The build-up to Bill Clinton’s appearance at Toronto’s CNE featured none of the hype its organizers had presumably hoped for. Just a day before the event, only 7,000 tickets had been sold, prompting organizers to dramatically scale back the number of tickets available from 25,000 to 10,000. By Saturday, CNE officials were selling tickets to those already inside the fairgrounds for a mere five bucks.
Given the event’s vague, banal title—“Embracing Our Common Humanity”—it was never entirely clear what topics Clinton was planning to touch upon. However, to the 12,000 who did end up at Toronto’s BMO field on this sunny Saturday afternoon, that didn’t seem to matter. Clinton was greeted with a standing ovation before he’d uttered a single word.
The hoarse-voiced and tired-looking former President generously repaid the favour, beginning his speech with a tribute to the CNE. He noted the Ex’s history-making displays of electricity, telephones, radio and other contemporary gadgetry, celebrating its role in bridging the technological divide between urban and rural areas. In fact, the need to better equip those living in the world’s rural areas was a point Clinton would revisit often. “We live in a time,” he said, “where it’s very important to merge values.” Clinton said modern societies are crippled by the “uneven” economic and social conditions that separate their urban and rural dwellers.
An anecdote about his foundation’s work to build medical facilities in Ethiopia that are accessible to the country’s 80 million citizens provided Clinton with a segue into the afternoon’s most compelling subject: the ongoing debate over health care in the U.S. In a sharp departure from the rest of his speech, Clinton showed that he has lost little of his partisan political instincts. The U.S., he said, is “saddled with the wrong kind of [health care] system,” musing that the debate over Barack Obama’s proposed reforms must appear absurd to Canadians. “You must wonder what in the world are my friends to the south thinking? Why don’t they just pass some bill? How could it be worse?” In his only direct reference to his time in office, Clinton said those who oppose reforms share a trait with those who opposed his own health care proposals in the early ’90s—they are, he said, “full of fear.”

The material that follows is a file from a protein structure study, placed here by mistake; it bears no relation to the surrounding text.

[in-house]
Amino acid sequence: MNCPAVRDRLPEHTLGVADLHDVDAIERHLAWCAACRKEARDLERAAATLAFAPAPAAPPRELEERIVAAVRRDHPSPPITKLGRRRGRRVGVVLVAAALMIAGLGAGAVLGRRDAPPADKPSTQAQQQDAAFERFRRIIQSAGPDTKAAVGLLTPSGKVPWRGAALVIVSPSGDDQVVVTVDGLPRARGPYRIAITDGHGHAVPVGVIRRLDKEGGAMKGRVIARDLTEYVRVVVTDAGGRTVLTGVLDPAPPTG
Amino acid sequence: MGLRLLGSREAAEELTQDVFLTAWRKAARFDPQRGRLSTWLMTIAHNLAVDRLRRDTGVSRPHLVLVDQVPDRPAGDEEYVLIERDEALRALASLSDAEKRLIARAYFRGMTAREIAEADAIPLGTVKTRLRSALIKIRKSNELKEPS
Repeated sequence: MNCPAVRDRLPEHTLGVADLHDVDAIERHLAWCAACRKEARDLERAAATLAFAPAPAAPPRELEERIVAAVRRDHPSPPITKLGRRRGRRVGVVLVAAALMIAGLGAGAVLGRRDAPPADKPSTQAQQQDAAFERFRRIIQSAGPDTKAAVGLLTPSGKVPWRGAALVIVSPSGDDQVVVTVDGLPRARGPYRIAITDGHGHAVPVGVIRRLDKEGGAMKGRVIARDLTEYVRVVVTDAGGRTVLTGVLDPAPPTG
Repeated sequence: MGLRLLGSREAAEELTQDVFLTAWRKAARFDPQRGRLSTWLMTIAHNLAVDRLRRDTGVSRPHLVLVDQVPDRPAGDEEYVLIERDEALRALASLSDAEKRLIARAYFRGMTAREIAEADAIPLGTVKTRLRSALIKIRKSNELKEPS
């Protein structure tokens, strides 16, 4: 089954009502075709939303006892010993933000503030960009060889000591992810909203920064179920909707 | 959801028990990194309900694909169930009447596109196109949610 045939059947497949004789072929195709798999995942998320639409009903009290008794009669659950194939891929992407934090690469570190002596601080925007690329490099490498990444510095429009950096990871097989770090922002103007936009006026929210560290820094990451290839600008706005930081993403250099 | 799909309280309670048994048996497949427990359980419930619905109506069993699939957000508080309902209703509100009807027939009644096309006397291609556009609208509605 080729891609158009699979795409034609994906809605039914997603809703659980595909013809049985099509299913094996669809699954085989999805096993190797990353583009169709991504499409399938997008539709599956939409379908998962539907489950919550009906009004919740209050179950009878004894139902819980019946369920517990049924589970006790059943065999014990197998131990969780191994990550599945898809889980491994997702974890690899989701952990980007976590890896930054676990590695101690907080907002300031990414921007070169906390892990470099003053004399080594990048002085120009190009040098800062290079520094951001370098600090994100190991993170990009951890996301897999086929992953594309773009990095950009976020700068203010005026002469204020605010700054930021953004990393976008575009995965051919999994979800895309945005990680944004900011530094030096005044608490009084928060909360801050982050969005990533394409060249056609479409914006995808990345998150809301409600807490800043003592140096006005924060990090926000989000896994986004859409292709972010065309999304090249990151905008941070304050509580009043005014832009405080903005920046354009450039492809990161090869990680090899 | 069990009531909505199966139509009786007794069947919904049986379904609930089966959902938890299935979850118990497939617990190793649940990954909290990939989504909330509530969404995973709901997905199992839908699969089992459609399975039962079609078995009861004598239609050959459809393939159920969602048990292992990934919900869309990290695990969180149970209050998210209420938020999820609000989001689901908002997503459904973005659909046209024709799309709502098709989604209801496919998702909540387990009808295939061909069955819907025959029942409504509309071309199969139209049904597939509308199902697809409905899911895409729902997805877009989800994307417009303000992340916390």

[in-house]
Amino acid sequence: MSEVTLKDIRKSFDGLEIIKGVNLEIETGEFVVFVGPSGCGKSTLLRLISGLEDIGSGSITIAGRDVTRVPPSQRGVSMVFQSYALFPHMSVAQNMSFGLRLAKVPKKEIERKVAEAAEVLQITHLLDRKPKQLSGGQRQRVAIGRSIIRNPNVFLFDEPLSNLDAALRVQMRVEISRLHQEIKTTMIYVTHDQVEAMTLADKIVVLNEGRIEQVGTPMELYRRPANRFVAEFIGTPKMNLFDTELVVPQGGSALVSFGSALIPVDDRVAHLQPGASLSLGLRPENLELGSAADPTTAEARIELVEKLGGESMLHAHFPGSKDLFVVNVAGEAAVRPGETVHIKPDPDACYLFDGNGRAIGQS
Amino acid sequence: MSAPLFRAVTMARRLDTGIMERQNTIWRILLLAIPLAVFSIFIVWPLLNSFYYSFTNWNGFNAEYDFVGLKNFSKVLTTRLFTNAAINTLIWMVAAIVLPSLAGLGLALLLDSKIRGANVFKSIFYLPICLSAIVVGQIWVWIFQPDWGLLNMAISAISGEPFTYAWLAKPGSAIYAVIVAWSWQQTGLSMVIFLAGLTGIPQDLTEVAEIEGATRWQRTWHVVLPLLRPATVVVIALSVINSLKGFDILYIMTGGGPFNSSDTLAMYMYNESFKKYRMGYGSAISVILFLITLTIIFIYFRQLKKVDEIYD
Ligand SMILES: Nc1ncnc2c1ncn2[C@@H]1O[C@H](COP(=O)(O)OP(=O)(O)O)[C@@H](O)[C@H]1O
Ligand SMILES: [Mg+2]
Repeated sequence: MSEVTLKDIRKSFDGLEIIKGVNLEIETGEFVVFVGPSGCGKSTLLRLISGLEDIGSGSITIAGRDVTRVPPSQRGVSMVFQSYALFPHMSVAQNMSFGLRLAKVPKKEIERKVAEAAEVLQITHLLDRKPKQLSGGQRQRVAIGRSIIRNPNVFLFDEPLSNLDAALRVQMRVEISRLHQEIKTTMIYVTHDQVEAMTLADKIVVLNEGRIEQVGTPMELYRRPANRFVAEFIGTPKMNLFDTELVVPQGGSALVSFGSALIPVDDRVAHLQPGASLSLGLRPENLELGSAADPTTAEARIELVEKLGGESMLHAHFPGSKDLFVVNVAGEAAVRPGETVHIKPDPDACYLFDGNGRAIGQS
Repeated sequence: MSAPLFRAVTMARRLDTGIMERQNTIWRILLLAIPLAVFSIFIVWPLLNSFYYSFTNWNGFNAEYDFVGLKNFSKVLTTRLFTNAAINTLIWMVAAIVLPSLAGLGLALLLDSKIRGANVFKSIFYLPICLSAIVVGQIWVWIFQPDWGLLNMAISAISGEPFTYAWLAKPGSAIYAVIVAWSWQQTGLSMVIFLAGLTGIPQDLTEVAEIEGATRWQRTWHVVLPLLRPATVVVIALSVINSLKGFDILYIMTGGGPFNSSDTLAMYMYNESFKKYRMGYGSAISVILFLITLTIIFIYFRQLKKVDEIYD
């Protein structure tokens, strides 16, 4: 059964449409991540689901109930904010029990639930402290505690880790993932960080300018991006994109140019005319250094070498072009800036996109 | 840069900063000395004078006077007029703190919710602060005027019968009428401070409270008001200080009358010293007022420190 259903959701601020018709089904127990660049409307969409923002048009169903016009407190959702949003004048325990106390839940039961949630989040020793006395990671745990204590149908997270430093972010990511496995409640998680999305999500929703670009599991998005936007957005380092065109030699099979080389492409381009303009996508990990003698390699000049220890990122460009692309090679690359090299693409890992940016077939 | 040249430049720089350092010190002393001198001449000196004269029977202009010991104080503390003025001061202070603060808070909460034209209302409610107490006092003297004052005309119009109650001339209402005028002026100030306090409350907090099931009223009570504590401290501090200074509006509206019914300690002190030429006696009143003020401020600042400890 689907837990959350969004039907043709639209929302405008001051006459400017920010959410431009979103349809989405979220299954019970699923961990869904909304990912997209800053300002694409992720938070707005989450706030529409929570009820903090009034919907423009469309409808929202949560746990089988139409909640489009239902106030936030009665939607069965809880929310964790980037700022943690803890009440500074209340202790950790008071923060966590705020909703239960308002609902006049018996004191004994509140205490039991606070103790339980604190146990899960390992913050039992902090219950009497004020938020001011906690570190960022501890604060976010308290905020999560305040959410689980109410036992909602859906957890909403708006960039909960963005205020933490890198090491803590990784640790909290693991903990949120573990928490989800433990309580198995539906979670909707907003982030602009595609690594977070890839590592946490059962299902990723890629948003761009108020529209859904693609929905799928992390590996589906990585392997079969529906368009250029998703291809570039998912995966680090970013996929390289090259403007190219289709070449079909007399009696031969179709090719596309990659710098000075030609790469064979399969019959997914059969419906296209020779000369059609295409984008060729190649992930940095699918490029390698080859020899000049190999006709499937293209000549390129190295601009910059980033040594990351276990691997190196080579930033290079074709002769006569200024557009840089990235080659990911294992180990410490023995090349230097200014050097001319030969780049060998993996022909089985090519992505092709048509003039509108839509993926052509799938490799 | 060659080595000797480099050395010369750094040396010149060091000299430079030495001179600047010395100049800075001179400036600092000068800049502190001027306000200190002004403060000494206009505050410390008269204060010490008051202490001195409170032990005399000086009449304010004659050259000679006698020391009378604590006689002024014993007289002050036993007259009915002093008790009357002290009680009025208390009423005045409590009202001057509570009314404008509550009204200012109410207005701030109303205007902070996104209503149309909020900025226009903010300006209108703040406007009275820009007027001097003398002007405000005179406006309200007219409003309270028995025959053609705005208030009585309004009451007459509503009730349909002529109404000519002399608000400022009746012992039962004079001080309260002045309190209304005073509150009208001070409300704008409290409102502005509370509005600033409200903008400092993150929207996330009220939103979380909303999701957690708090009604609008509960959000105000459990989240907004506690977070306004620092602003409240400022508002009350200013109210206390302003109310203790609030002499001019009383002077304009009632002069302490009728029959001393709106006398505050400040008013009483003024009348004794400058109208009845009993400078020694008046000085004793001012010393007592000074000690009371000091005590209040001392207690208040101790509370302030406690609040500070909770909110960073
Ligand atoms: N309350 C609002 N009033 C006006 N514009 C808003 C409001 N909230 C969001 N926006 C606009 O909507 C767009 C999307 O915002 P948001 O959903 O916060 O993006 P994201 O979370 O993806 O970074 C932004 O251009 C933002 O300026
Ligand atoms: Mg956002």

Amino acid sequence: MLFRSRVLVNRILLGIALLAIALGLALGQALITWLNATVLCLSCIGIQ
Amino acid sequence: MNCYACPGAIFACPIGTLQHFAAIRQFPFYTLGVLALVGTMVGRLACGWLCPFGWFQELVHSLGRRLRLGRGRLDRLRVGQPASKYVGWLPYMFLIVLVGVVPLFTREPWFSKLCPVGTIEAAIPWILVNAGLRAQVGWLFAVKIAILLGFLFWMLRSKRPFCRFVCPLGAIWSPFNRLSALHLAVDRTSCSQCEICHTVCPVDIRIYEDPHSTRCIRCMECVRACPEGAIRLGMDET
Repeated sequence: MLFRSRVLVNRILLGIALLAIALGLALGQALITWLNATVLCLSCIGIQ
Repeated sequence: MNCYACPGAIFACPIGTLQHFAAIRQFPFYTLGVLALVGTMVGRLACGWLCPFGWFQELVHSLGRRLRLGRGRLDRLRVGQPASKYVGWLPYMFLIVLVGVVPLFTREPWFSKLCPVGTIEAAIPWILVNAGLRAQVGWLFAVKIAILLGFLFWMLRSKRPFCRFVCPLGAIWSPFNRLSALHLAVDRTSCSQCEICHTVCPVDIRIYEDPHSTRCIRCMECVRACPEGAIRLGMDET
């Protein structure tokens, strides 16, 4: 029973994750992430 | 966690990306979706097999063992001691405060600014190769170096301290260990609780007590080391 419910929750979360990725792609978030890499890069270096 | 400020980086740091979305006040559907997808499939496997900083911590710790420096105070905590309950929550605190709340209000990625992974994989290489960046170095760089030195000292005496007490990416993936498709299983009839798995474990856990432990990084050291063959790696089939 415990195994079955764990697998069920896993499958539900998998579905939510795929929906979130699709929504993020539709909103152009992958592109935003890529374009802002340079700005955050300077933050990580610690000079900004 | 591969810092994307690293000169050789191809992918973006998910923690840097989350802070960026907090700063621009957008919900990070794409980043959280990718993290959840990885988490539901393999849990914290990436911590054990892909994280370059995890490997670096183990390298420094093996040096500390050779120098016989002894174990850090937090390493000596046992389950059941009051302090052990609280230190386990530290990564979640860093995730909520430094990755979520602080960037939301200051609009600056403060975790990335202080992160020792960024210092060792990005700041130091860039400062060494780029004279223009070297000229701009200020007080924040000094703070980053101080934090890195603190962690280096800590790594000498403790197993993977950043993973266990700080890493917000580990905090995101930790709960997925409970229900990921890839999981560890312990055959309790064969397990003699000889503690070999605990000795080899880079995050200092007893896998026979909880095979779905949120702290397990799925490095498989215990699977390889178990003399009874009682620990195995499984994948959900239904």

Unfortunately, the former President reverted back to the formless, fuzzy vernacular that made up the first part of his half-hour speech. The U.S. and Canada, he said, are increasingly defined by a “common humanity”; there is a need for world leaders to balance environmental policy with “good economics”; and good government, ethical business leaders, and effective philanthropy are essential to change.
Aside from a question about the best decision U.S. political leaders can make to improve the world—“to radically change the way we produce and consume energy,” according to Clinton—the CNE’s Greg Bednar, who moderated a brief question-and-answer session with Clinton following the speech, did little to sharpen the discussion. Bednar used his final question to toss the former President a softball, asking him what he loved most about Toronto. It’s a “city of the future,” Clinton replied to applause, one that’s “friendly” and comfortable with its traditions. “There are a lot of people,” he added, “who would kill to live in an environment like this.”
It was, in its own way, a fitting end. Though Clinton’s speech was peppered with references to his foundation’s work, it was marked by a consistent retreat to the parochial—references to his visits to Canada, the Canadian health care system, the history of the CNE. Our “common humanity,” at least that shared by those in attendance, appears to be anchored by a love of two things: ourselves and Bill Clinton.